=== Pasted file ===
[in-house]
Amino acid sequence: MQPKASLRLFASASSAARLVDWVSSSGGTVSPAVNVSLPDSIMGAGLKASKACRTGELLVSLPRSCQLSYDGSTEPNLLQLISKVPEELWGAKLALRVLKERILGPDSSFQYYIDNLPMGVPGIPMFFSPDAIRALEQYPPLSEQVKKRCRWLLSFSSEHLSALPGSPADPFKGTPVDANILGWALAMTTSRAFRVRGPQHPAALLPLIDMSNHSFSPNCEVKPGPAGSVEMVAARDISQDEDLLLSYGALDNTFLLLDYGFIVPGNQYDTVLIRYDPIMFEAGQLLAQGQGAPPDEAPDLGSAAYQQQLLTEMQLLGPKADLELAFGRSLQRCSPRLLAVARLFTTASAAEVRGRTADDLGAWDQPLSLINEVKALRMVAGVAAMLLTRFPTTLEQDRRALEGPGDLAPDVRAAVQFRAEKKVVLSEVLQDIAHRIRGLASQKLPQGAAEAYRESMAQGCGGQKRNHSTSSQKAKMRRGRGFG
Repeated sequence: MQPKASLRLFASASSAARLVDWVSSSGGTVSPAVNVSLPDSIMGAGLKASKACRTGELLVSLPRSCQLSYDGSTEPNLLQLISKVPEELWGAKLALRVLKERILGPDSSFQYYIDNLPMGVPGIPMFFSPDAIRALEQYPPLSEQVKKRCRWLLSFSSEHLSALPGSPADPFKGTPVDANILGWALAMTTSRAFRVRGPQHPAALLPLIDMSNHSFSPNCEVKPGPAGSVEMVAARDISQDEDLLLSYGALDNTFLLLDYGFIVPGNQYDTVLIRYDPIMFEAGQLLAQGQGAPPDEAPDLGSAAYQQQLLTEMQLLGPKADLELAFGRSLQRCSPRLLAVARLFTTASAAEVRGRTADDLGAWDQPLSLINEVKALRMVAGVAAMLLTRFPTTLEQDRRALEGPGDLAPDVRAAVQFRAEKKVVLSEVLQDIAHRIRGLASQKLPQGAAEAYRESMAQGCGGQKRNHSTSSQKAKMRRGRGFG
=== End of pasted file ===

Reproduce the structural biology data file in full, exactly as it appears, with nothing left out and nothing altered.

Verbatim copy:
[in-house]
Amino acid sequence: MQPKASLRLFASASSAARLVDWVSSSGGTVSPAVNVSLPDSIMGAGLKASKACRTGELLVSLPRSCQLSYDGSTEPNLLQLISKVPEELWGAKLALRVLKERILGPDSSFQYYIDNLPMGVPGIPMFFSPDAIRALEQYPPLSEQVKKRCRWLLSFSSEHLSALPGSPADPFKGTPVDANILGWALAMTTSRAFRVRGPQHPAALLPLIDMSNHSFSPNCEVKPGPAGSVEMVAARDISQDEDLLLSYGALDNTFLLLDYGFIVPGNQYDTVLIRYDPIMFEAGQLLAQGQGAPPDEAPDLGSAAYQQQLLTEMQLLGPKADLELAFGRSLQRCSPRLLAVARLFTTASAAEVRGRTADDLGAWDQPLSLINEVKALRMVAGVAAMLLTRFPTTLEQDRRALEGPGDLAPDVRAAVQFRAEKKVVLSEVLQDIAHRIRGLASQKLPQGAAEAYRESMAQGCGGQKRNHSTSSQKAKMRRGRGFG
Repeated sequence: MQPKASLRLFASASSAARLVDWVSSSGGTVSPAVNVSLPDSIMGAGLKASKACRTGELLVSLPRSCQLSYDGSTEPNLLQLISKVPEELWGAKLALRVLKERILGPDSSFQYYIDNLPMGVPGIPMFFSPDAIRALEQYPPLSEQVKKRCRWLLSFSSEHLSALPGSPADPFKGTPVDANILGWALAMTTSRAFRVRGPQHPAALLPLIDMSNHSFSPNCEVKPGPAGSVEMVAARDISQDEDLLLSYGALDNTFLLLDYGFIVPGNQYDTVLIRYDPIMFEAGQLLAQGQGAPPDEAPDLGSAAYQQQLLTEMQLLGPKADLELAFGRSLQRCSPRLLAVARLFTTASAAEVRGRTADDLGAWDQPLSLINEVKALRMVAGVAAMLLTRFPTTLEQDRRALEGPGDLAPDVRAAVQFRAEKKVVLSEVLQDIAHRIRGLASQKLPQGAAEAYRESMAQGCGGQKRNHSTSSQKAKMRRGRGFG